AMD Ryzen 5 2600X Processor Review
Peter Donnell / 2 years ago
The AMD Ryzen 5 Six-Core 2600X 4.2 GHz processor launches today for around £209.99. I have seen that price a little lower and higher, so shop around for the best deals as competitors aim to compete with each other. That’s fantastic value for money though. You can pick up a 1600X for just £158.99 now, so an extra £50 for the latest model with more features and performance is fantastic value for money. Keep in mind that the 1600X launched a year ago for £249.99.
AMD set a goal to improve pretty much every aspect of Ryzen for their second generation release, and they haven’t missed a beat. One of the limitations of the first generation was the single core performance and the clock speeds. Of course, AMD made up for it with a big core count and incredible multi-tasking, so it’s not like they were slow CPUs regardless. However, while not the most significant gains, the new generation is faster with better single core performance and higher clock speeds with the ability to boost all cores. When it comes to rendering, multi-tasking, gaming, and anything else really, the gains are there for all to see.
The new clock speed and the drop down to a 12nm process are by far the biggest improvements here. Of course, with XFR, the CPU is capable of boosting performance by basically overclocking its self if the thermal limit isn’t reached. Keep a big cooler on there, and the CPU will blaze a trail all day long. Of course, if you want to lock in an overclock manually, it’s easier than ever with Ryzen Master Utility, and even a beginner can overclock by merely boosting voltage and clock speeds. Honestly, most consumers won’t need to; the XFR does a great job. Of course, enthusiasts may want to overclock manually, and it does offer some performance gains for heavy-duty tasks.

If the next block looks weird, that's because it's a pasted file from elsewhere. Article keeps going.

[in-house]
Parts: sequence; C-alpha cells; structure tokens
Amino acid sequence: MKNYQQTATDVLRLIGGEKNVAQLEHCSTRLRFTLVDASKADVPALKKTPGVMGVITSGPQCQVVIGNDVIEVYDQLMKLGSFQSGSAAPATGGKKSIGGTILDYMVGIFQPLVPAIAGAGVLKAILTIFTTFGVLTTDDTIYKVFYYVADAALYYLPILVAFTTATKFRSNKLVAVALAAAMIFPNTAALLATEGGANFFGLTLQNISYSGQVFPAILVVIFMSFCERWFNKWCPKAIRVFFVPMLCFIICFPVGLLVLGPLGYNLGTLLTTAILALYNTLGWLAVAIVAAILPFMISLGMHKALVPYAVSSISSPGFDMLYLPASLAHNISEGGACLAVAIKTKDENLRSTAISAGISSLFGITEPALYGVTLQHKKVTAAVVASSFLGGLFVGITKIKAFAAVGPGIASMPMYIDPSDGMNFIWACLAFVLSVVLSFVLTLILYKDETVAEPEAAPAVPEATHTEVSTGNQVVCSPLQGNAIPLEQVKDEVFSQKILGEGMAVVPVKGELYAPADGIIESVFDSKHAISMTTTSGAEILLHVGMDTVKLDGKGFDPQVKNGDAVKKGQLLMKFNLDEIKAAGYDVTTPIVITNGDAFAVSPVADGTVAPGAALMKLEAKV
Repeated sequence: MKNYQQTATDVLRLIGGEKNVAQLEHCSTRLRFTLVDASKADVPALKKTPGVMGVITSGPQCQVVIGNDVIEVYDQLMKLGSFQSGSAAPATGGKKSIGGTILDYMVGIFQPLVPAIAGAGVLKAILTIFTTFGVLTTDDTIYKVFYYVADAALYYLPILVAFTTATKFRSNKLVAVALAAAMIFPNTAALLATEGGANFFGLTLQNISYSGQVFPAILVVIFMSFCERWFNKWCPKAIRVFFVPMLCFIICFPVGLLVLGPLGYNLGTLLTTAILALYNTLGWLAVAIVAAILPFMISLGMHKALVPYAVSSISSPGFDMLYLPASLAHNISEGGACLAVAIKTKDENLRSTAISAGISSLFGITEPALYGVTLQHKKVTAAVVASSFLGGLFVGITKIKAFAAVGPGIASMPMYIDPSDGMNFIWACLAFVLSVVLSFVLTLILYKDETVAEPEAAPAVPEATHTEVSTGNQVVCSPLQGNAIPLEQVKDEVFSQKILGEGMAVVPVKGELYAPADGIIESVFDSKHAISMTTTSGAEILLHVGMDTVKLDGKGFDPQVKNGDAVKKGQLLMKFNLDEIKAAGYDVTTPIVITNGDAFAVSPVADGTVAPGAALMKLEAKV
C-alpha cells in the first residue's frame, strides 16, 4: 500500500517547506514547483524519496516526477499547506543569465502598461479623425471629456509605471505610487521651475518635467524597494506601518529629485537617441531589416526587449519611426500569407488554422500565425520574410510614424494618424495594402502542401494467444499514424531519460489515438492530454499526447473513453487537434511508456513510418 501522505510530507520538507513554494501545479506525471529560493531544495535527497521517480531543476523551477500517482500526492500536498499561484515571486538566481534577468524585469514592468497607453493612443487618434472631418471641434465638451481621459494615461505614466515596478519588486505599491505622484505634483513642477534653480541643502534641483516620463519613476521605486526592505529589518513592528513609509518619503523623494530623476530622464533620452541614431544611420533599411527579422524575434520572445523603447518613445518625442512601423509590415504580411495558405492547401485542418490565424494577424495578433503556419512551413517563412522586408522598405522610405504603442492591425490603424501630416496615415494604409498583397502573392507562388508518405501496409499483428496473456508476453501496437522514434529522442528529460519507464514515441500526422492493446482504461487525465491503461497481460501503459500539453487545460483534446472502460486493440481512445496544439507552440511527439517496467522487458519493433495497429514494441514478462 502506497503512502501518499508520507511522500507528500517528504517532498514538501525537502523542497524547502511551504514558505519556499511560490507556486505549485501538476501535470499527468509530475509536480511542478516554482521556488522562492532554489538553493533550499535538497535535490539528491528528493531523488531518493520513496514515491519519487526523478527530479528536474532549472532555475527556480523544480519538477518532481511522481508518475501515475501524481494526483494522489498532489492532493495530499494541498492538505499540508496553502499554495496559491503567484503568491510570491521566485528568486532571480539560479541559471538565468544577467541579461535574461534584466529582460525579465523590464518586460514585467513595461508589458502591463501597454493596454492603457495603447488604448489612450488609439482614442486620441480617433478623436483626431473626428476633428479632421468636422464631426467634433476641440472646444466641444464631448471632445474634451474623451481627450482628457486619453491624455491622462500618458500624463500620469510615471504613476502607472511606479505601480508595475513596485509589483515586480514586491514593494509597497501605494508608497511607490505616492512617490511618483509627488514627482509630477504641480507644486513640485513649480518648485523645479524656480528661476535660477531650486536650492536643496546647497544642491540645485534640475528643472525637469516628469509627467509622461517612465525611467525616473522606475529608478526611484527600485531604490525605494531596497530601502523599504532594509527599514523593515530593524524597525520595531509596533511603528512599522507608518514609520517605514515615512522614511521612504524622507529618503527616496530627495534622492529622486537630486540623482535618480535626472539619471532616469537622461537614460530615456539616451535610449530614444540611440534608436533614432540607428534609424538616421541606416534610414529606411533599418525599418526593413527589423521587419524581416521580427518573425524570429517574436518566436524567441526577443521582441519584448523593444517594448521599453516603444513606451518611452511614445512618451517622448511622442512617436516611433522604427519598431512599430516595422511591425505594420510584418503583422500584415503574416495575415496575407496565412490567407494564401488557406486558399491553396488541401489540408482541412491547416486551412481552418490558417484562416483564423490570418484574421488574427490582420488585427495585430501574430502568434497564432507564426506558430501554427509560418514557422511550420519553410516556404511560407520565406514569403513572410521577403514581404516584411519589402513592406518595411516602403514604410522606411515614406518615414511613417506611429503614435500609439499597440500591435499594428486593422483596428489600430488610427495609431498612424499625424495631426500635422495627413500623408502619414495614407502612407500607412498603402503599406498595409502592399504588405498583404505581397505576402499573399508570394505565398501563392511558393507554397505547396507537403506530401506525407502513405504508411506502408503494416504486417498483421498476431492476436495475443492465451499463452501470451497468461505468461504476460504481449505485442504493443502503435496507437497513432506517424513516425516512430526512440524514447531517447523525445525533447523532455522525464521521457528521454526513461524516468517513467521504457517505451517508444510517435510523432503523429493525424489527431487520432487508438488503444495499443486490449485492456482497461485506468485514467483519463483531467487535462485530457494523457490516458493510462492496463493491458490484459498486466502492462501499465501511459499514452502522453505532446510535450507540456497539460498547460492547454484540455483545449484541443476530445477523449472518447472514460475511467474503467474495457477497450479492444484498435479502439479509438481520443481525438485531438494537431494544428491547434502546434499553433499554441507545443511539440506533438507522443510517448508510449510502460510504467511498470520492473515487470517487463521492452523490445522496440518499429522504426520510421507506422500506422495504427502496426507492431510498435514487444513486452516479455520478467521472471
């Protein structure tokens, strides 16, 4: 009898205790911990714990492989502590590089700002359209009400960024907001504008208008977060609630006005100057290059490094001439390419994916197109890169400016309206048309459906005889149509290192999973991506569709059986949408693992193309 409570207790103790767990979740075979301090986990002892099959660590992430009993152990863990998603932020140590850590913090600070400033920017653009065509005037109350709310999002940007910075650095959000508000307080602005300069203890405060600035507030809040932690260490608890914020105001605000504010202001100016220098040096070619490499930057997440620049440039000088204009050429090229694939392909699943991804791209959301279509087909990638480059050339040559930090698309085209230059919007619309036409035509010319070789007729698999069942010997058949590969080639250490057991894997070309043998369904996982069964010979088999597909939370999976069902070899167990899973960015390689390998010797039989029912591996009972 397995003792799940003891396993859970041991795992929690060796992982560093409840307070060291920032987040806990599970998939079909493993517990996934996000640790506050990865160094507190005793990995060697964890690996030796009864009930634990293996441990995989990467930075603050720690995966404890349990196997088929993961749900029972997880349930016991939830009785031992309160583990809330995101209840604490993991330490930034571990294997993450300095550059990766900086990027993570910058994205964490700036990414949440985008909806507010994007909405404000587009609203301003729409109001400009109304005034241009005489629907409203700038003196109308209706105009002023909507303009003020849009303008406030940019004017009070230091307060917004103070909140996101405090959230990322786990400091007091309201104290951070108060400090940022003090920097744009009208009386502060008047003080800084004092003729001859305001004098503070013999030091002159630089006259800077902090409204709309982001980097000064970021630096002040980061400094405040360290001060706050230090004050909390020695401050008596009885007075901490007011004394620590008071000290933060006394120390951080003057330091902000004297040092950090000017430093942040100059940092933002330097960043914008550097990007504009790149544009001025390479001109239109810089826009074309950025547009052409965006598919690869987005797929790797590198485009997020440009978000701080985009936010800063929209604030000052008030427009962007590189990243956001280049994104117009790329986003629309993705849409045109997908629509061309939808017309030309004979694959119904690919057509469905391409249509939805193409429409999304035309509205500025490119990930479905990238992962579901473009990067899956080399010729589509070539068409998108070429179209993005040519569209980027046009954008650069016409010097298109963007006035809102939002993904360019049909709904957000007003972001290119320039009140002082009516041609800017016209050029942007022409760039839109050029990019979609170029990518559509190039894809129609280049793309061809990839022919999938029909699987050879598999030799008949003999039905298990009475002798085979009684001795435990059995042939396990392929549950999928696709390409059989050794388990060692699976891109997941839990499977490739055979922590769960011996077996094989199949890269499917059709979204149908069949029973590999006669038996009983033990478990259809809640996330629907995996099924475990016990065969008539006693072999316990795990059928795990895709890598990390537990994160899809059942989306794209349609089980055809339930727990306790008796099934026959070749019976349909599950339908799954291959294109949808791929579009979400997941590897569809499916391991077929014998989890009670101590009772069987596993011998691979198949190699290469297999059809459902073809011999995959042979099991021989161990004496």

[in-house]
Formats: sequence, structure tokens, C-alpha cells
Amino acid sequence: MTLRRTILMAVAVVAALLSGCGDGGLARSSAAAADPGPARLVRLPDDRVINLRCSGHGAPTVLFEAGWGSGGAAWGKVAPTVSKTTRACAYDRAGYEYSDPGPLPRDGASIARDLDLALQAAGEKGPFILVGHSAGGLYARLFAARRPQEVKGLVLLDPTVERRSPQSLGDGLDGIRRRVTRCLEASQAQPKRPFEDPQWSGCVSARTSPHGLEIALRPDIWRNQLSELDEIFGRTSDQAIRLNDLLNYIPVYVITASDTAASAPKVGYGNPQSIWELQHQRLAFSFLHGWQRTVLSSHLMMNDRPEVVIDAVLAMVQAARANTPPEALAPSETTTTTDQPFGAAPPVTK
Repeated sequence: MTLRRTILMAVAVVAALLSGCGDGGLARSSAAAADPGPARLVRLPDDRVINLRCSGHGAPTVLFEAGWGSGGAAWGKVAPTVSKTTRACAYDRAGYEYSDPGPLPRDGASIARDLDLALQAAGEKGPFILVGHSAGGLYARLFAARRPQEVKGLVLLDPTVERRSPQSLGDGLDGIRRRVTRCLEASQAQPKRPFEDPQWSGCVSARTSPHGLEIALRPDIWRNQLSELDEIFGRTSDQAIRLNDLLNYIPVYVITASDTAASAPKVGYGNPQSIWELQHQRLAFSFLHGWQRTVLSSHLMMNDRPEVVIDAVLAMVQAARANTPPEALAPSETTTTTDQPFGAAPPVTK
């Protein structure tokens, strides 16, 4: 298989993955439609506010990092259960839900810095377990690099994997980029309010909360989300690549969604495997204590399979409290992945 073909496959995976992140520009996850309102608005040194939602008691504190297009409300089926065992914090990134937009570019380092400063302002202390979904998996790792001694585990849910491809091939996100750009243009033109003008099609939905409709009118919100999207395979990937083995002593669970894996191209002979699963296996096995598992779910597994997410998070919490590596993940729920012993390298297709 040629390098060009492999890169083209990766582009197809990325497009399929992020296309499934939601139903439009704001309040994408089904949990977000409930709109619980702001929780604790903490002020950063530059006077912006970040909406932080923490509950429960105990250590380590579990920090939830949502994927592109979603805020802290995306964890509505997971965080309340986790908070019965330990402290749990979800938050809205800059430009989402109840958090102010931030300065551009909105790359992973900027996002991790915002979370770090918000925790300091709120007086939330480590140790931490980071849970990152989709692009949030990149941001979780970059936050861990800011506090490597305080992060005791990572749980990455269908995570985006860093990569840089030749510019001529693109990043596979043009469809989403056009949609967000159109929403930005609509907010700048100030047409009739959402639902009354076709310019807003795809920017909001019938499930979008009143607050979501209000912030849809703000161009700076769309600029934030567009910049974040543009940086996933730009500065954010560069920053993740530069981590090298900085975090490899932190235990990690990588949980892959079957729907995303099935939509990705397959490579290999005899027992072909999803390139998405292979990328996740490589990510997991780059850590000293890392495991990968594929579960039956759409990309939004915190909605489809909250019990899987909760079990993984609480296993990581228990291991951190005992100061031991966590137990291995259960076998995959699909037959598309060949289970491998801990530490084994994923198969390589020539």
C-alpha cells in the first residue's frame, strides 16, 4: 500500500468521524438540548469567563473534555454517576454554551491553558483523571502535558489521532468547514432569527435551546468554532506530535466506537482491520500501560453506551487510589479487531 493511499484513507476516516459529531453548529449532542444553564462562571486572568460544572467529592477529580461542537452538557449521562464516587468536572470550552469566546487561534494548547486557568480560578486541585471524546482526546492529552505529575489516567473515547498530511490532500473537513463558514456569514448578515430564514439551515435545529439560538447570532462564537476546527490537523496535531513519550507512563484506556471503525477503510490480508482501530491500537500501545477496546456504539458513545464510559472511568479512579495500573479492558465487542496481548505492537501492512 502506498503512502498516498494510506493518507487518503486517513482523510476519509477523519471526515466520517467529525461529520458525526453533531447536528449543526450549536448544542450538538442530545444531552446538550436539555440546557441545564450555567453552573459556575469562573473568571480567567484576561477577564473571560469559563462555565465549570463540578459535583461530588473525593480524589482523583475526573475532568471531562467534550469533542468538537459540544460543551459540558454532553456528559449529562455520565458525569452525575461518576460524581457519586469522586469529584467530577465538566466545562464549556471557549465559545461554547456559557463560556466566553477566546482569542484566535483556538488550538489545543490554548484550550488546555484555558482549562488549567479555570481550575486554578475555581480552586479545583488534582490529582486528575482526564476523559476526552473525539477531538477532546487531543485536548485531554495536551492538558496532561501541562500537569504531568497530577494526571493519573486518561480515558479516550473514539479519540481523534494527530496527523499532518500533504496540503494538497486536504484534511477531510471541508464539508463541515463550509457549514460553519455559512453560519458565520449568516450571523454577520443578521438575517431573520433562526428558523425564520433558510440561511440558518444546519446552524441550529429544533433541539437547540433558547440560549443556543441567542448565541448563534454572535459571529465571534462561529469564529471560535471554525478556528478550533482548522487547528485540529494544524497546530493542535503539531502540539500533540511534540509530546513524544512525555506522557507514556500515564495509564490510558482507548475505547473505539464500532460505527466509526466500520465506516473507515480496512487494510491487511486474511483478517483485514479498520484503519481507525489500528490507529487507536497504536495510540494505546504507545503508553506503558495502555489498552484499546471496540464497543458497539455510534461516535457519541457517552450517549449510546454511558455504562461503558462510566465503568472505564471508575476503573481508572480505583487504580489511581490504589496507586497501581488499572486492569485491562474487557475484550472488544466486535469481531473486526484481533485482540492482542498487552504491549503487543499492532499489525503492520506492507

The memory is one of the most significant improvements for Gen 2. The memory support is much broader right out the gates compared to Ryzen Gen 1 and supports much faster memory. We were able to set the 3400 MHz XMP profile with zero issues this time around, something we once had to battle with on X370. Not only that, but improvements to the memory systems mean that latency is down by a third, and that’s no bad thing.
For most gamers, the increased core count over a more traditional quad-core is a welcome boost. Given how many gamers now love to stream their gameplay, use chat applications, overlays, and more, six cores is a significant upgrade. When it comes to delivering raw FPS, the 2600X is no slouch either, and while some rival CPUs may be a bit faster, it’s close enough that you would have a hard time telling the difference in a blind test. Of course, AMD’s new hardware dominates in content creation too, so if you work and game on your PC, you’re gaining more than you’re losing in my opinion.
Should I Buy One
I love the Ryzen 7 1700X, it’s my current CPU and has been for over a year now. The new 2700X blew me away this week though, with much-improved performance, but since it’s the most expensive Ryzen Gen 2 CPU, it may be a little out of reach for some, despite being reasonably priced at just £299.99. Of course, with a wallet-friendly price tag, and performance that’s pretty darn close to the 2700X in gaming, the new 2600X is a big win for consumers at just £209.99. Furthermore, if you combine that with a new X470 motherboard, and you’ll be reaping the benefits of XFR, StoreMI, SenseMI and other cool features that will future proof your new Ryzen based system.
- Fantastic value for money
- Nice performance boost over Gen 1 Ryzen
- CPU cooler included
- Higher Max Boost Clock
- Greatly improved memory performance
- 12nm process
- Improved power consumption and temperatures
- Works on any AM4 motherboard
- Fantastic gaming performance
- Great for multitasking